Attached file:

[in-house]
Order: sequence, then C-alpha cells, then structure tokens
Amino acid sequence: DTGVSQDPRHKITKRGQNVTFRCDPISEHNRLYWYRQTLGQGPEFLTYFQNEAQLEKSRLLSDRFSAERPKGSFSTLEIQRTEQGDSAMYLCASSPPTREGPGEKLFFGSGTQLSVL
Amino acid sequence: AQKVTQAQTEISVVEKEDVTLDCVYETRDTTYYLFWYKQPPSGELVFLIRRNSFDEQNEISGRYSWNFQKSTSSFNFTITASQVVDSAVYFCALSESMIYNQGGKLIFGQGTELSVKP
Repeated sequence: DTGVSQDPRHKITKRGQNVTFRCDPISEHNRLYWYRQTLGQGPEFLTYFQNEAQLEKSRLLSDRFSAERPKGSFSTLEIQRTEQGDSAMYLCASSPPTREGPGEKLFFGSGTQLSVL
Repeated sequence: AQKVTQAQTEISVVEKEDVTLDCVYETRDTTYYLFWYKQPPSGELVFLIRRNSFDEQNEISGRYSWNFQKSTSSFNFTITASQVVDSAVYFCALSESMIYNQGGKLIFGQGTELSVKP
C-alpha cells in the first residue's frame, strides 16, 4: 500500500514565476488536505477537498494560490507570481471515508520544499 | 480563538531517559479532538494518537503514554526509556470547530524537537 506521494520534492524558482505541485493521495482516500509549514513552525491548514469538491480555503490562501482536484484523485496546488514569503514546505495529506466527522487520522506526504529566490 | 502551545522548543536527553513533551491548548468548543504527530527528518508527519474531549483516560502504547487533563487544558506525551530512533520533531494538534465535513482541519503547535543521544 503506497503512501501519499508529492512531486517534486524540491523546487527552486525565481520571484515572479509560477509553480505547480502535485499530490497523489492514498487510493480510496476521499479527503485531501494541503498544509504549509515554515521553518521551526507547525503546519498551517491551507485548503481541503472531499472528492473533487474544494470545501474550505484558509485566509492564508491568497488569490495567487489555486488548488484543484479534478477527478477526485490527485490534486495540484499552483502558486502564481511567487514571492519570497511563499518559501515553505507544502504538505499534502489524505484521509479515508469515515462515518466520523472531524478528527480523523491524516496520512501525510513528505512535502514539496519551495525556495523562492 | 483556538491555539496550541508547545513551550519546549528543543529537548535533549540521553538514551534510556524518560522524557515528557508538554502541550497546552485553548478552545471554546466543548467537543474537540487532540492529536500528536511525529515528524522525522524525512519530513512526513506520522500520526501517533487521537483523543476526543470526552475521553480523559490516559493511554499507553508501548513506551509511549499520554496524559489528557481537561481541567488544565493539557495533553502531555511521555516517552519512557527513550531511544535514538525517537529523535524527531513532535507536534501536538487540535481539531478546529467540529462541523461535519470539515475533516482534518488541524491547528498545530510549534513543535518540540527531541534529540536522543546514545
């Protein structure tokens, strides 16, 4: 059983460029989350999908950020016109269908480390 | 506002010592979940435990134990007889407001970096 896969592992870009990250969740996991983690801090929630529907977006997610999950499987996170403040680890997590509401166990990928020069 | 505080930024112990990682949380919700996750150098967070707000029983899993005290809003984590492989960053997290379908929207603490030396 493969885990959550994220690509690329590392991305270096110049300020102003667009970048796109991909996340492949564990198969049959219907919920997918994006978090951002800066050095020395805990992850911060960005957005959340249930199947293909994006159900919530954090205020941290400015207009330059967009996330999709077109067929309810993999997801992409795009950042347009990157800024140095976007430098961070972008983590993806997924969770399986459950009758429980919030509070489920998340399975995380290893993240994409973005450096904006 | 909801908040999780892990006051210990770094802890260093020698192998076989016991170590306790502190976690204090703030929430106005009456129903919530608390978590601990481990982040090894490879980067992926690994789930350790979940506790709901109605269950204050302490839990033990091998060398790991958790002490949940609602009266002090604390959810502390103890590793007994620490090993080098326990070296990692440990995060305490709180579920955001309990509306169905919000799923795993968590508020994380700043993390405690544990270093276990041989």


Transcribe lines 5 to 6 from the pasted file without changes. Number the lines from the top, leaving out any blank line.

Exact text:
Repeated sequence: DTGVSQDPRHKITKRGQNVTFRCDPISEHNRLYWYRQTLGQGPEFLTYFQNEAQLEKSRLLSDRFSAERPKGSFSTLEIQRTEQGDSAMYLCASSPPTREGPGEKLFFGSGTQLSVL
Repeated sequence: AQKVTQAQTEISVVEKEDVTLDCVYETRDTTYYLFWYKQPPSGELVFLIRRNSFDEQNEISGRYSWNFQKSTSSFNFTITASQVVDSAVYFCALSESMIYNQGGKLIFGQGTELSVKP